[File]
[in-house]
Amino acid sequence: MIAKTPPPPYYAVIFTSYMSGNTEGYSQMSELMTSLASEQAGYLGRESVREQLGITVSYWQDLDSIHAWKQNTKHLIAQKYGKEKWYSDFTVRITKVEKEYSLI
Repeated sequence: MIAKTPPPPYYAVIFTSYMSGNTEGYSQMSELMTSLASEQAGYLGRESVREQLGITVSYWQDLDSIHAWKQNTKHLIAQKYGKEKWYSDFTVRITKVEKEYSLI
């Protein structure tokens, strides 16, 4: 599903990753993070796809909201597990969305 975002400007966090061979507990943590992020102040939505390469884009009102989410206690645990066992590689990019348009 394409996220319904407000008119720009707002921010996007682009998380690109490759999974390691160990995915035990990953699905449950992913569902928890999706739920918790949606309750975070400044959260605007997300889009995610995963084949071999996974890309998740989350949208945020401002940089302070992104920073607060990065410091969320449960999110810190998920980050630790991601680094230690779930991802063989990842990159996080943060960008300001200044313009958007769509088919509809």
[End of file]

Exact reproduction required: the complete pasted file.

[in-house]
Amino acid sequence: MIAKTPPPPYYAVIFTSYMSGNTEGYSQMSELMTSLASEQAGYLGRESVREQLGITVSYWQDLDSIHAWKQNTKHLIAQKYGKEKWYSDFTVRITKVEKEYSLI
Repeated sequence: MIAKTPPPPYYAVIFTSYMSGNTEGYSQMSELMTSLASEQAGYLGRESVREQLGITVSYWQDLDSIHAWKQNTKHLIAQKYGKEKWYSDFTVRITKVEKEYSLI
């Protein structure tokens, strides 16, 4: 599903990753993070796809909201597990969305 975002400007966090061979507990943590992020102040939505390469884009009102989410206690645990066992590689990019348009 394409996220319904407000008119720009707002921010996007682009998380690109490759999974390691160990995915035990990953699905449950992913569902928890999706739920918790949606309750975070400044959260605007997300889009995610995963084949071999996974890309998740989350949208945020401002940089302070992104920073607060990065410091969320449960999110810190998920980050630790991601680094230690779930991802063989990842990159996080943060960008300001200044313009958007769509088919509809």